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Literature / Reynard the Fox

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Statue of Reynard in Hulst, the Netherlands.

Reynard the Fox is a series of Northern/Western European medieval folklore tales about a Karmic Trickster fox named Reynard/Renart/Reineke/Reintje/Reynaert. In all variations of the story Reynard is depicted as a cunning fox who has engaged in so many criminal deeds that the Royal court of King Nobel the lion wants to bring him to justice. He sends out one animal at the time to arrest Reynard and bring him to court, but all attempts go horribly wrong. Bruun the Bear is tricked by Reynard, who tells him there's honey inside a tree. As Bruun peeps inside he gets stuck. Tybeert the cat is also tricked by sending him to a chicken coop, owned by a local priest. Reynard locks Tybeert inside and the noise alarms the priest, who beats Tybeert out. The cat does get his revenge by biting off one of the priest's testicles.

Eventually Reynard's cousin, Grimbeert, a badger, manages to bring Reynard before King Nobel. There the fox once again fools everybody by claiming that Isegrym the wolf, Bruun, Tybeert, Grimbeert and even Reynard's dad have plotted against the king and kept a treasure hidden from him of whom only Reynard knows the hiding place. When the king frees Reynard he will show where it is hidden. Reynard flees and claims to go on pilgrimage to Rome. Cuwart the hare and Belyn the ram go along to his home. He asks Cuwart to come inside with him while Belyn waits outside. Reynard murders the hare, chops his head off and puts it inside a bag he gives to Belyn with the message to bring it to the king. Belyn does so and is executed. By the time everyone realizes they have been fooled again Reynard has already fled.

The stories are interesting because of their satirical content. The feudal system and the power of the Corrupt Church are lampooned.

There have been several adaptations of the story throughout history. We only list the full story adaptations here, not brief shout-outs, parodies or propaganda works.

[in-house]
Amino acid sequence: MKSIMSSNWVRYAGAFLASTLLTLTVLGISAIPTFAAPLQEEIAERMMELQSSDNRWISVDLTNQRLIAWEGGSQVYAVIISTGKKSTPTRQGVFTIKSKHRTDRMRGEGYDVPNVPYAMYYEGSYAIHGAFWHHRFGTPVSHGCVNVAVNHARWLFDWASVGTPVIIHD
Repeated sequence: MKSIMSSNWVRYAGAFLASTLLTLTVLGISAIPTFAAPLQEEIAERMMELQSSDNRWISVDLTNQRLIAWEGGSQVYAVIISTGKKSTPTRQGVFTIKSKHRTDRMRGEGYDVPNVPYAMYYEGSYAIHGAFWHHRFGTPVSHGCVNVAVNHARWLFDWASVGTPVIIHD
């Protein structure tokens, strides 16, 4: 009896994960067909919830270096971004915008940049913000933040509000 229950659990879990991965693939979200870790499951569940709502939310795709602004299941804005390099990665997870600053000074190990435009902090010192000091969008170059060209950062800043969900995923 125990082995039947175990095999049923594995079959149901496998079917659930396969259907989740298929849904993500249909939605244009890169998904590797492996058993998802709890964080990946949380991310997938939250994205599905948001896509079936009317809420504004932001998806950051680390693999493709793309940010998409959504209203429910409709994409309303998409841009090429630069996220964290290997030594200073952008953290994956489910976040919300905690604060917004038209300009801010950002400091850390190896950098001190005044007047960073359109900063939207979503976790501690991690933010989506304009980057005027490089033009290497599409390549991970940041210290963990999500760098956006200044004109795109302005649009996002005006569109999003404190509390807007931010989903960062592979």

• Nivardus' Ysengrinus (1148-1153): Written by a man from Gent, Flanders (nowadays in Belgium), but in Latin.
  • Pierre de St. Cloud's Le Roman de Renart (1174, sequel in 1179): Written in French.
  • Heinrich der Glïchezäre's Reinhart Fuchs (1180): Written in German. Johann Wolfgang von Goethe would later base his poem Reineke Fuchs on this text.
  • Willem die Madoc Maecte's Van den vos Reynaerde (1260): Written in Dutch by a Flemish man from presumably Eastern Flanders (nowadays Belgium)
  • William Caxton's The Historie of Reynart the Foxe (1485): A text in medieval English, translated from the Dutch/Flemish version.
  • Michel Rodange's Rénert the Fox (1872): a Luxembourgeois text, adapted from the Dutch original, which sets the story in Luxembourg. It has gained classic status in the country for using regional and sub-regional dialects to depict the fox and his companions.
  • Ladislas Starevich's Le Roman de Renard (1928): a French black-and-white stop-motion animated film based on the story with design elements based on classic Russian puppetry. Notably, it is one of the earliest known animated films, predating Disney's Snow White and the Seven Dwarfs.
  • Andre Norton's Rogue Reynard (1947): Written in very archaic English. Shows him as a straight-up Villain Protagonist.
  • The 1986 French animated series Moi Renart ("I, Reynard") from France. It has a Setting Update in modern-day Paris (as in, The '80s) and has the cast as fully anthro characters.
  • The 1989 animated film Reynard the Fox (Reineke Fuchs) from Germany.
  • The 2005 animated film Renart the Fox (Le Roman de Renart) from Luxembourg, also known in some markets as Renny the Fox, features the hero as being married with two children, stealing to provide a better life for his family, going on a quest for a treasure, and facing execution when he is framed for killing a henhouse full of chickens.
  • Marc Legendre's Reynaert De Vos (2010): A Belgian comic book adaptation of the work.
  • David R. Witanowski's 2011-2013 The Reynard Cycle, a series of Low Fantasy adaptations featuring human beings rather than animals.

Reynard provides examples of:

  • Adaptation Name Change: Geoffrey Chaucer's "Nun's Priest's Tale" changes Reynard's name to Russell and Pinte's name to Pertelote in his adaptation of Si comme Renart prist Chanticler le Coq.